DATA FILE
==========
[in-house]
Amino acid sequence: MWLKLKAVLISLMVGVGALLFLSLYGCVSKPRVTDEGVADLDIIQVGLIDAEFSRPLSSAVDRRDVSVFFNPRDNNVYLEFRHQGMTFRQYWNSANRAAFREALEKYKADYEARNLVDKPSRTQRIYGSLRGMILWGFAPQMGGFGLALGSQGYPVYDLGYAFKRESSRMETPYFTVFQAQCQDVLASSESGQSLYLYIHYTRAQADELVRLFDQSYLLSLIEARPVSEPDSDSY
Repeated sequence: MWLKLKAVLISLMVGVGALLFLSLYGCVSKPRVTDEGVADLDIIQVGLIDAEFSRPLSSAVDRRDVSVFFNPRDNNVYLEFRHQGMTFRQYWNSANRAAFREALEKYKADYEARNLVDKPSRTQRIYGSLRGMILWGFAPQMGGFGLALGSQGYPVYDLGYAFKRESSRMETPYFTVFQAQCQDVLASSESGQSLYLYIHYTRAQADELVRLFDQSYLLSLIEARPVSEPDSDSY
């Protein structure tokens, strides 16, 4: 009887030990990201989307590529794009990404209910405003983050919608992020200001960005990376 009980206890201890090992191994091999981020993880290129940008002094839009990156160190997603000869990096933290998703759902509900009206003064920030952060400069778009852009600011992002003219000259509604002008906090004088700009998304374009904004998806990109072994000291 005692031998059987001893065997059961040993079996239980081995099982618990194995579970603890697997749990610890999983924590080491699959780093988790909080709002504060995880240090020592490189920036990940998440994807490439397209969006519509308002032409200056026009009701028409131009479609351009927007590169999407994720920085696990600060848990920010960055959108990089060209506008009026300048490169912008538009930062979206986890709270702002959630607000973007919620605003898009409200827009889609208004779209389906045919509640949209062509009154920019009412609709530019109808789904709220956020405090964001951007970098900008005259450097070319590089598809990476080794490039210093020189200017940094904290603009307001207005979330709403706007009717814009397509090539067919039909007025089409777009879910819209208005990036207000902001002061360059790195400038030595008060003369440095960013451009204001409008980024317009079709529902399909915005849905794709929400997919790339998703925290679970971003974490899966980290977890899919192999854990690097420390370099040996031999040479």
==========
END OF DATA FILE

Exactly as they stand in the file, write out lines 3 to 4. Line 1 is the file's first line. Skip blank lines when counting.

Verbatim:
Repeated sequence: MWLKLKAVLISLMVGVGALLFLSLYGCVSKPRVTDEGVADLDIIQVGLIDAEFSRPLSSAVDRRDVSVFFNPRDNNVYLEFRHQGMTFRQYWNSANRAAFREALEKYKADYEARNLVDKPSRTQRIYGSLRGMILWGFAPQMGGFGLALGSQGYPVYDLGYAFKRESSRMETPYFTVFQAQCQDVLASSESGQSLYLYIHYTRAQADELVRLFDQSYLLSLIEARPVSEPDSDSY
């Protein structure tokens, strides 16, 4: 009887030990990201989307590529794009990404209910405003983050919608992020200001960005990376 009980206890201890090992191994091999981020993880290129940008002094839009990156160190997603000869990096933290998703759902509900009206003064920030952060400069778009852009600011992002003219000259509604002008906090004088700009998304374009904004998806990109072994000291 005692031998059987001893065997059961040993079996239980081995099982618990194995579970603890697997749990610890999983924590080491699959780093988790909080709002504060995880240090020592490189920036990940998440994807490439397209969006519509308002032409200056026009009701028409131009479609351009927007590169999407994720920085696990600060848990920010960055959108990089060209506008009026300048490169912008538009930062979206986890709270702002959630607000973007919620605003898009409200827009889609208004779209389906045919509640949209062509009154920019009412609709530019109808789904709220956020405090964001951007970098900008005259450097070319590089598809990476080794490039210093020189200017940094904290603009307001207005979330709403706007009717814009397509090539067919039909007025089409777009879910819209208005990036207000902001002061360059790195400038030595008060003369440095960013451009204001409008980024317009079709529902399909915005849905794709929400997919790339998703925290679970971003974490899966980290977890899919192999854990690097420390370099040996031999040479």